Rob and Susan (Hinrichs) Anderson brought a sample of Ed & Art Hinrichs’ “Week’s Roundup” editorial cartoons to our February 2010 history club meeting. I knew the style looked familiar–a Hinrichs cartoon appeared in An East Side Album, featuring Gene “Ham” Kaltenberg, submitted by Joan Steffen. Rob and Susan have a collection of the Hinrichs brothers’ cartoons and we hope they share more with us.
The twin brothers worked together at the Capital Times for decades. According to their obituaries, Art Hinrichs joined the sports staff of The Capital Times in January 1951. In 1958, Art started writing a weekly sports column, “Pinch Hitting.” In February 1959, he started drawing “The Week’s Roundup.” The idea originated with publisher William T. Evjue, who brought the idea to Art and asked him to do it. The family recalls Art saying that he was happy in the sports department and couldn’t handle both jobs, so he told Mr. Evjue that he had a brother who drew, too. Thus, Ed was hired in 1959 to “help” Art with the Roundup, but it turned out that Ed did most of it himself.
“The Week’s Roundup” became a Madison tradition for the next 12 years.
In addition, Art contributed more light-hearted cartoons once or twice a week. Besides the weekly Roundup on the front page of the Monday editorial section, Ed and Art contributed occasional cartoons or caricatures for the sports page or front section of the paper. Newspaper staffers confused by the identical twins came up with the saying “Ed is the artist, Art is the editor,” to help remember which was which.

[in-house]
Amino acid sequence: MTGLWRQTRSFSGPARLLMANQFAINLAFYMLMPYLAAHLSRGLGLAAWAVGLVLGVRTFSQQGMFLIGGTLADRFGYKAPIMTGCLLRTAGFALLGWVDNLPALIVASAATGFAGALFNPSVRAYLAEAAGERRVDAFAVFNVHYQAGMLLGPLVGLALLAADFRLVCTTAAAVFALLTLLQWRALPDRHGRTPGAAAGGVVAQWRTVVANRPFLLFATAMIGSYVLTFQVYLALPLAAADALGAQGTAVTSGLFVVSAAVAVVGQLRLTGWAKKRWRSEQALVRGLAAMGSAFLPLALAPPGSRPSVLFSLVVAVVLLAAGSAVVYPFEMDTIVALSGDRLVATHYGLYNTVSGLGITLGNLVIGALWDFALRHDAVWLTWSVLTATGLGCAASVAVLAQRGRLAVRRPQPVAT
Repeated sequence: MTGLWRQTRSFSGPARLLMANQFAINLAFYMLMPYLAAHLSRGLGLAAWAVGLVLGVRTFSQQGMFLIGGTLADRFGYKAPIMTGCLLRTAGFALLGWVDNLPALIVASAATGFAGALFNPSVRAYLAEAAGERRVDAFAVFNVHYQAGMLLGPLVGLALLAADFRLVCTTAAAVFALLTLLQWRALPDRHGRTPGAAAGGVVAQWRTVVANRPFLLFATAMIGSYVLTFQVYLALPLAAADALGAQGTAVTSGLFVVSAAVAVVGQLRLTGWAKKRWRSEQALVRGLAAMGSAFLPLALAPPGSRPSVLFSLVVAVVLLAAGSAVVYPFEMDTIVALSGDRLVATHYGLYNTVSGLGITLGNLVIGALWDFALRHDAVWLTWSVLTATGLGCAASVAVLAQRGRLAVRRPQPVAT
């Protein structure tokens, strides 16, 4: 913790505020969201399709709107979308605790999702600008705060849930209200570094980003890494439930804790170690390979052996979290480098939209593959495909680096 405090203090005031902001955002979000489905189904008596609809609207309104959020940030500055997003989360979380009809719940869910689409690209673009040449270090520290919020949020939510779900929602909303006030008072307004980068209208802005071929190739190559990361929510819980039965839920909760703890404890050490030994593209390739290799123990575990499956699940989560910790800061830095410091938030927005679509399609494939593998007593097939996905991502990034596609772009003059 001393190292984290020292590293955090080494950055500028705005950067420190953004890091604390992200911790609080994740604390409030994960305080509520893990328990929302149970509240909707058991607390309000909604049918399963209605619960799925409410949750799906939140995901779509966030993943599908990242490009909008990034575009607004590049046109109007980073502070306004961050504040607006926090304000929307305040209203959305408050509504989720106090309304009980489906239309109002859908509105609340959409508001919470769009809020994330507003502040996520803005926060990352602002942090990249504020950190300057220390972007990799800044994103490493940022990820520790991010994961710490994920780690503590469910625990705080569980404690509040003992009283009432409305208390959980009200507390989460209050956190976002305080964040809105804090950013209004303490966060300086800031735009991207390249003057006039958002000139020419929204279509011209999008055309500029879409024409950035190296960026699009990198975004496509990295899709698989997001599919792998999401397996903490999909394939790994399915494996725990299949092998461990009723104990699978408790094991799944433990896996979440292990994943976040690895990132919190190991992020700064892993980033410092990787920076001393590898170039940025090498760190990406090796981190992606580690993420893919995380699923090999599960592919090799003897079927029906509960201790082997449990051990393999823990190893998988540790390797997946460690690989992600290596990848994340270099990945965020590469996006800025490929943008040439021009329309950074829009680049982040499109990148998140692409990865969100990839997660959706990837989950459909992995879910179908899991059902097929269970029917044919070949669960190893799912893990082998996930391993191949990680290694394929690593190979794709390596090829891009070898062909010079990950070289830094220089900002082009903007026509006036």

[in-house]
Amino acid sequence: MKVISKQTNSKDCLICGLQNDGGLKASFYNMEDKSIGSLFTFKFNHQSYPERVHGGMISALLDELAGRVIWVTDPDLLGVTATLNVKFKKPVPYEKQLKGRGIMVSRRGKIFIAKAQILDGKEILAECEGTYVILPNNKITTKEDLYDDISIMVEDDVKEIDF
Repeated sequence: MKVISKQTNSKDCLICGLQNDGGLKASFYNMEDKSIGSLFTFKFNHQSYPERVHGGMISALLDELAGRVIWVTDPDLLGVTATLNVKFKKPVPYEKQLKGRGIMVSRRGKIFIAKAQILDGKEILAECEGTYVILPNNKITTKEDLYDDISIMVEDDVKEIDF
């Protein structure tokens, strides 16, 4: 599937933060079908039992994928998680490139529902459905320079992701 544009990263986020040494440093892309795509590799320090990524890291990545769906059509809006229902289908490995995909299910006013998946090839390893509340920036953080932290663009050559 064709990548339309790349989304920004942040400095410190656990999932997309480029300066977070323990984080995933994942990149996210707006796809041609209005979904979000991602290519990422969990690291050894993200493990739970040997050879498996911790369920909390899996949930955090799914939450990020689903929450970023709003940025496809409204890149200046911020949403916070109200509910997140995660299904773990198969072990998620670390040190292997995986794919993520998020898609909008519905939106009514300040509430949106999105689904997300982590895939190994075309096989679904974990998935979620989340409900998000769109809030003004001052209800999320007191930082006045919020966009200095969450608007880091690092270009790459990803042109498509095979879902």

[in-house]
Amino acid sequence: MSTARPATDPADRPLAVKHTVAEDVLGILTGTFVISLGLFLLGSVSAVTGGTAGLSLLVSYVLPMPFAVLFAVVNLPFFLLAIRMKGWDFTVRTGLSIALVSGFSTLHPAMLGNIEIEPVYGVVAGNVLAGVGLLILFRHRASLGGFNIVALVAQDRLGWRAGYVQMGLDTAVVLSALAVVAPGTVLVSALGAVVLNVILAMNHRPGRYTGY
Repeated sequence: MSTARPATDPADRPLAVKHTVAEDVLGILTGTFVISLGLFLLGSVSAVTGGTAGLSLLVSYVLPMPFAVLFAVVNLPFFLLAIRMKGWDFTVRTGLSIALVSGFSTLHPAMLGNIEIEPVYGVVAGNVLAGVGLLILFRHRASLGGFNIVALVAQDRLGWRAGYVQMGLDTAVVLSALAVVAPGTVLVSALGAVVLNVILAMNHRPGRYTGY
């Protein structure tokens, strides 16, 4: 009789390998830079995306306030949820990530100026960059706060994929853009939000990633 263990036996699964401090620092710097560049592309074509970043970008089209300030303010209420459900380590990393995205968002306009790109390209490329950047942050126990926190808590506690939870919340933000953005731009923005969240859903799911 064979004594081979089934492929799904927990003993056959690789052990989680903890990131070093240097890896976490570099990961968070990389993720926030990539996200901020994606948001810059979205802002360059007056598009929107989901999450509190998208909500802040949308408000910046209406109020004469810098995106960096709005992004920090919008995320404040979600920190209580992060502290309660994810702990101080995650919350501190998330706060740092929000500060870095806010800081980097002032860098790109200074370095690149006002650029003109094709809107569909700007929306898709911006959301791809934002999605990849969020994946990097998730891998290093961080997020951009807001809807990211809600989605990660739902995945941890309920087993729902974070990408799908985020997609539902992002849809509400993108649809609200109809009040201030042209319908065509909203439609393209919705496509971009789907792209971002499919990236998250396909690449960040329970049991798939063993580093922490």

As a member of the sports staff, Art covered local high school football, basketball, baseball, bowling, industrial and Home Talent League baseball. He became The Capital Times sports editor in June 1973. Meanwhile Ed was the editorial cartoonist/staff artist of The Capital Times for more than 30 years. The twin brothers retired in 1990 at age 67.
World War II veterans, Art and Ed served in Italy together. Both brothers were talented amateur baseball and softball players in the industrial and city leagues. In 1949, Art even had a tryout with the Philadelphia Phillies.
Ed managed the Bowman Dairy team in the Industrial League; he later played in the Home Talent League and then played softball until age 50 with Madison Newspapers.
Ed Hinrichs, died March 28, 2001, at the age of 77. Art Hinrichs died on Sept. 30, 2004, at the age of 81.
Susan Anderson says, “We are so delighted that Ed and Art’s career work can be shared with others. They not only were gifted artists and ball players, but were extraordinarily kind and giving gentleman to their friends and family.” Like so many Madisonians.